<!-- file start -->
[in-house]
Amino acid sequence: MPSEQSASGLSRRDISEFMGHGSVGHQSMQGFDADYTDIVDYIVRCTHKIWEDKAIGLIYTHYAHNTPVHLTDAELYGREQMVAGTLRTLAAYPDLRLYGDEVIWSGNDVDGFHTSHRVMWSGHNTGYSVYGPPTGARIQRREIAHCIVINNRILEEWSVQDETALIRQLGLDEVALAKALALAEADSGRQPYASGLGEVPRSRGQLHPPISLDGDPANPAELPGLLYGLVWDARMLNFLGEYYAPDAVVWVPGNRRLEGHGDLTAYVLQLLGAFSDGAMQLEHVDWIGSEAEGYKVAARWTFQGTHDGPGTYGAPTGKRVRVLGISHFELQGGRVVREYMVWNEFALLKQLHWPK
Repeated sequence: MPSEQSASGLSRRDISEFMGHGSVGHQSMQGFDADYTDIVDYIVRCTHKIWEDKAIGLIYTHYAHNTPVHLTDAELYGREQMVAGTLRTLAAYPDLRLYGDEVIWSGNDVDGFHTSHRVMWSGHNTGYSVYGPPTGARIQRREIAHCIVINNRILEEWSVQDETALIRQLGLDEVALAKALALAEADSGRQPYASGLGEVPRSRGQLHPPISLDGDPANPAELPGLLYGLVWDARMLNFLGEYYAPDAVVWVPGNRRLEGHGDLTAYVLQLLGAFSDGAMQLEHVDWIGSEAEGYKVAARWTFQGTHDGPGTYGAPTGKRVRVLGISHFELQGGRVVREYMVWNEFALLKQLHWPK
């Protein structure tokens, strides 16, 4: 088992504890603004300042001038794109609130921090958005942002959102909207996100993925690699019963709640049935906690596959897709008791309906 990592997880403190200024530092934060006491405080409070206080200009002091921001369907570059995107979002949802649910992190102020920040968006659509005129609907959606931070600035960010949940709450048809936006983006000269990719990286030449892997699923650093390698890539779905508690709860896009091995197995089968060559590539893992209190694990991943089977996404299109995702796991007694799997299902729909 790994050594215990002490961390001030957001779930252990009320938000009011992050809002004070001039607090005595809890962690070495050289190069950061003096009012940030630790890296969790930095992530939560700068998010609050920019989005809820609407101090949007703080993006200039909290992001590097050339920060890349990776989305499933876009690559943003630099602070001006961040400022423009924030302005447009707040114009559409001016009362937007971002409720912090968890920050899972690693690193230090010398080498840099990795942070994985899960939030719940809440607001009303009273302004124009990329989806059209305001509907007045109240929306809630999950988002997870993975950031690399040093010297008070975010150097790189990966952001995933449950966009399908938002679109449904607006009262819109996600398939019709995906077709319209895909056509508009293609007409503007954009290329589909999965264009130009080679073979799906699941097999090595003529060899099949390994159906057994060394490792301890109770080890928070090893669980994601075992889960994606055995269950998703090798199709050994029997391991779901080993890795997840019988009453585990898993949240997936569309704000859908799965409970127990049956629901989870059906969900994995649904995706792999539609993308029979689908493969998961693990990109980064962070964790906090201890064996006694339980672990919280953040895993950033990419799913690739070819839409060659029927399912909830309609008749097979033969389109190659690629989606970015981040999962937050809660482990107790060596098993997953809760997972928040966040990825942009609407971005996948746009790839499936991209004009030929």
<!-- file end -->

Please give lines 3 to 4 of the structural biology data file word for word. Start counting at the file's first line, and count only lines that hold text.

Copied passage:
Repeated sequence: MPSEQSASGLSRRDISEFMGHGSVGHQSMQGFDADYTDIVDYIVRCTHKIWEDKAIGLIYTHYAHNTPVHLTDAELYGREQMVAGTLRTLAAYPDLRLYGDEVIWSGNDVDGFHTSHRVMWSGHNTGYSVYGPPTGARIQRREIAHCIVINNRILEEWSVQDETALIRQLGLDEVALAKALALAEADSGRQPYASGLGEVPRSRGQLHPPISLDGDPANPAELPGLLYGLVWDARMLNFLGEYYAPDAVVWVPGNRRLEGHGDLTAYVLQLLGAFSDGAMQLEHVDWIGSEAEGYKVAARWTFQGTHDGPGTYGAPTGKRVRVLGISHFELQGGRVVREYMVWNEFALLKQLHWPK
């Protein structure tokens, strides 16, 4: 088992504890603004300042001038794109609130921090958005942002959102909207996100993925690699019963709640049935906690596959897709008791309906 990592997880403190200024530092934060006491405080409070206080200009002091921001369907570059995107979002949802649910992190102020920040968006659509005129609907959606931070600035960010949940709450048809936006983006000269990719990286030449892997699923650093390698890539779905508690709860896009091995197995089968060559590539893992209190694990991943089977996404299109995702796991007694799997299902729909 790994050594215990002490961390001030957001779930252990009320938000009011992050809002004070001039607090005595809890962690070495050289190069950061003096009012940030630790890296969790930095992530939560700068998010609050920019989005809820609407101090949007703080993006200039909290992001590097050339920060890349990776989305499933876009690559943003630099602070001006961040400022423009924030302005447009707040114009559409001016009362937007971002409720912090968890920050899972690693690193230090010398080498840099990795942070994985899960939030719940809440607001009303009273302004124009990329989806059209305001509907007045109240929306809630999950988002997870993975950031690399040093010297008070975010150097790189990966952001995933449950966009399908938002679109449904607006009262819109996600398939019709995906077709319209895909056509508009293609007409503007954009290329589909999965264009130009080679073979799906699941097999090595003529060899099949390994159906057994060394490792301890109770080890928070090893669980994601075992889960994606055995269950998703090798199709050994029997391991779901080993890795997840019988009453585990898993949240997936569309704000859908799965409970127990049956629901989870059906969900994995649904995706792999539609993308029979689908493969998961693990990109980064962070964790906090201890064996006694339980672990919280953040895993950033990419799913690739070819839409060659029927399912909830309609008749097979033969389109190659690629989606970015981040999962937050809660482990107790060596098993997953809760997972928040966040990825942009609407971005996948746009790839499936991209004009030929």